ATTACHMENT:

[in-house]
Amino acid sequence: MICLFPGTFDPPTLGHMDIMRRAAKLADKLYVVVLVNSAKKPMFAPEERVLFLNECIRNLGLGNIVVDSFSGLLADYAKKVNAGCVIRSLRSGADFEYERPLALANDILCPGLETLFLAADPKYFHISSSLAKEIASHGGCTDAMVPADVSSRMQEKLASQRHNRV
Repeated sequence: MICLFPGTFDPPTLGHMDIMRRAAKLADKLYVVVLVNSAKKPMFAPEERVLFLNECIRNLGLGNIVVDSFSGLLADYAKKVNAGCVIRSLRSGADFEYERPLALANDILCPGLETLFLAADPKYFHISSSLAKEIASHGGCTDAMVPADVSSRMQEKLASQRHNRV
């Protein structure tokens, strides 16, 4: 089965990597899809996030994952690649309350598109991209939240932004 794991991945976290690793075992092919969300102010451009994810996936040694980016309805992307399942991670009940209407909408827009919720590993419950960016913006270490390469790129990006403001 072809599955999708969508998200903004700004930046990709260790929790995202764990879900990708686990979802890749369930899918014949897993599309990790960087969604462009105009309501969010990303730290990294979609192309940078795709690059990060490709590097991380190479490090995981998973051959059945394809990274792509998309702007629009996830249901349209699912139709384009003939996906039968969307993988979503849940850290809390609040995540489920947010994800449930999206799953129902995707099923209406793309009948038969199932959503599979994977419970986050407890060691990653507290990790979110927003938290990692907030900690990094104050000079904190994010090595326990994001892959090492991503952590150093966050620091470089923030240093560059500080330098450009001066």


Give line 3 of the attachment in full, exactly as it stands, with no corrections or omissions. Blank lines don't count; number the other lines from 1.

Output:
Repeated sequence: MICLFPGTFDPPTLGHMDIMRRAAKLADKLYVVVLVNSAKKPMFAPEERVLFLNECIRNLGLGNIVVDSFSGLLADYAKKVNAGCVIRSLRSGADFEYERPLALANDILCPGLETLFLAADPKYFHISSSLAKEIASHGGCTDAMVPADVSSRMQEKLASQRHNRV